Director: Paul Burrows
Writer: Paul Burrows
Producers: Paul Burrows, Carole Derrien
Cast: Troy McFadden, Carole Derrien, Laurent Guyon
Year of release: 2006
Reviewed from: screener DVD
I’m hopeless with thrillers, me. I can’t follow them at all. Take a look at the stuff on this site: comedies, monster movies, science fiction, horror, action, animation, even the occasional documentary. Frankly I just don’t watch many thrillers because anything more complex than a straightforward whodunnit leaves me struggling to keep track. All these people double-crossing each other and pretending to be someone they’re not. What’s going on?
So I can’t say it’s necessarily a failing of this film that, after 90 minutes, I was left staring at the telly saying, “What on Earth was all that about?”
Nature Morte is, it should be said from the start - well, almost the start - impossibly stylish. Just take a look at the website and you’ll get some idea. Everyone in it is very cool and smokes a lot and hangs out in bars and has either a deeply cool job or no obvious means of support. They’re all either intense or laid-back and most of them are, or speak, French. Watching this movie is like having a succession of Blue Note jazz LPs repeatedly smashed over one’s head - it’s just too deeply stylish.
The plot concerns John Stephenson, a serial killer who tied up and killed ten women in Marseilles, fetishistically scarring them and - the bastard! - painting their portrait. At the scene of the tenth murder, the killer’s body was found too, he having committed suicide. The tenth, unfinished painting has been carefully guarded by the French police since then, so that not even Oliver Davenport (Troy McFadden), the world’s leading authority on John Stephenson, has seen it.
Davenport finally gets to see the painting when the gendarmes call him in to compare it with a copy they have found - except that the copy is finished, and scientific analysis shows that it was painted very recently. Davenport confirms the new painting as a genuine Stephenson, which raises the question: was the ‘suicide’ actually John Stephenson? Is he still at large? Where has this new painting come from?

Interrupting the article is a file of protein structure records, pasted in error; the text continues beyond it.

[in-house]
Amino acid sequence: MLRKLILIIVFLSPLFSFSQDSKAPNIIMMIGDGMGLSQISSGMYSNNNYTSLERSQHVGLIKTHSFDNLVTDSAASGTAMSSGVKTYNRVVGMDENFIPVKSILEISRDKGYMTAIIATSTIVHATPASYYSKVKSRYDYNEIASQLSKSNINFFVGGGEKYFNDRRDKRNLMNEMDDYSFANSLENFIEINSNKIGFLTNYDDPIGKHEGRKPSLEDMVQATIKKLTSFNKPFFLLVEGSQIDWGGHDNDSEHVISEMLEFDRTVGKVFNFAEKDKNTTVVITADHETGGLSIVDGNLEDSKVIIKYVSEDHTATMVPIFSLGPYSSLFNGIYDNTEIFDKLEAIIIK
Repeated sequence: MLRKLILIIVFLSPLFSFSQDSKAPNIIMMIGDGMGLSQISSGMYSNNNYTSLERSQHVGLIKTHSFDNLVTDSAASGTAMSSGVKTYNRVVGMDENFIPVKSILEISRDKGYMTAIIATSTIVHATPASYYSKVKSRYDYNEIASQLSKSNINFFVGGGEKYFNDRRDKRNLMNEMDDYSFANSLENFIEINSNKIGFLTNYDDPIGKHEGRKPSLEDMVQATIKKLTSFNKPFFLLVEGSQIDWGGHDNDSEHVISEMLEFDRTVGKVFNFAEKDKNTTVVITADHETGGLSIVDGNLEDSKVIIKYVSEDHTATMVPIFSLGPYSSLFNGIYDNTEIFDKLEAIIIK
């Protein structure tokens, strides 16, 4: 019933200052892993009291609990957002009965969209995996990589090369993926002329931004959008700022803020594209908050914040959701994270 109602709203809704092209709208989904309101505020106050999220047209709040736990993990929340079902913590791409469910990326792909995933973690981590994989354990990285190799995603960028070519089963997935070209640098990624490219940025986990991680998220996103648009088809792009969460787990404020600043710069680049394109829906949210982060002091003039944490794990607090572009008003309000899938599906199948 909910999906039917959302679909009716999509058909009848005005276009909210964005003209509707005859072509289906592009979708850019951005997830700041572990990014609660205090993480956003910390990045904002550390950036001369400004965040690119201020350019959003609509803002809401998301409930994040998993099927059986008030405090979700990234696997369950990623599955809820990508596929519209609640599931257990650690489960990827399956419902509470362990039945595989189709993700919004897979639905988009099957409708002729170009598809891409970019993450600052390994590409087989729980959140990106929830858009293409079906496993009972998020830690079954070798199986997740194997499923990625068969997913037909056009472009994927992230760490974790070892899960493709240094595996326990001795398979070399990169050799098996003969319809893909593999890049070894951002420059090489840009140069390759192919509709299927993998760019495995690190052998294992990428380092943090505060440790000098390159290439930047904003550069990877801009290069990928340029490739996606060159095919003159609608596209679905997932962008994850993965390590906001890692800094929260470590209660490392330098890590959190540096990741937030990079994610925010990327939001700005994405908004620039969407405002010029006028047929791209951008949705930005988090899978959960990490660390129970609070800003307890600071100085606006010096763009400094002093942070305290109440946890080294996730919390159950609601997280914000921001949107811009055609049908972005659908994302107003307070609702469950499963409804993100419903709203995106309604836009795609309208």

It has come, apparently, from Ladang Geta, a tiny island republic off the coast of Thailand, to where Davenport travels, accompanied by undercover cop Capitaine Albert (Jeso Vial). Ladang Geta is some sort of anachronistic post-colonial hang-out, full of rich, decadent Europeans throwing parties or sipping cocktails in the beach-front bar which doubles as passport control. It is accessible by boat, but only when the local ferryman isn’t busy relaxing.
Among the locals is the enigmatic, decadent and wealthy Blanche de Ladang (producer Carole Derrien: MindFlesh) and her lover, a deeply intense and pretentious artist named simply Lec (Thai-based French actor Laurent Guyon), who painted the ‘new’ Stephenson and has others for sale. Is Lee actually the Marseilles killer? If not, is he just forging the killer’s paintings, or is he copying the murders too? There is also an American pimp on the island, Randall Sparx (John Lamond Jr, a Bangkok-based film-maker whose feature Killing Time 24/7 shares several cast with this picture) who seems to know more than he’s telling.
Around this point, I started to lose track of things amid a succession of images involving paint, naked women, sexual fetishes and the occasional murder. I think - only think - I worked out the identity of the killer(s) right at the end, but obviously to give you my suggestions would potentially spoil it for you. And anyway, just because I think I solved the whodunnit doesn’t mean I understood how or why they dunnit.
Also in the cast are model/presenter Morrigan Hel, fetish model Lydia Morgan, Michelle Esclapez (Asylum Night) and Romain Roll, director of the Cinenygma Luxembourg Film Festival.
For a debut feature, Nature Morte is incredible. In an interview on the film’s website, Paul Burrows freely admits that he had never even been on a movie set before (and also recounts some of the problems involved in doing such an ambitious film on such a wee budget). The cinematography is superb, although as there are three credited cameramen and two uncredited ones, it’s difficult to single anyone out (one of them is John Raggett who also worked on The Witches Hammer and Nightmares).
Originally, much of the film was going to be in French but that has been reduced to just the odd subtitled line here and there. Most of the cast do still speak with strong French accents and this makes some of the dialogue sound rather stilted, but I think that actually fits in with a film where affectation and pretence are such major themes.
This is a terrifically impressive movie which somehow manages to be arty while steering just clear of pretentiousness. I just wish I could follow what was going on.
MJS rating: B+
Review originally posted 30th July 2006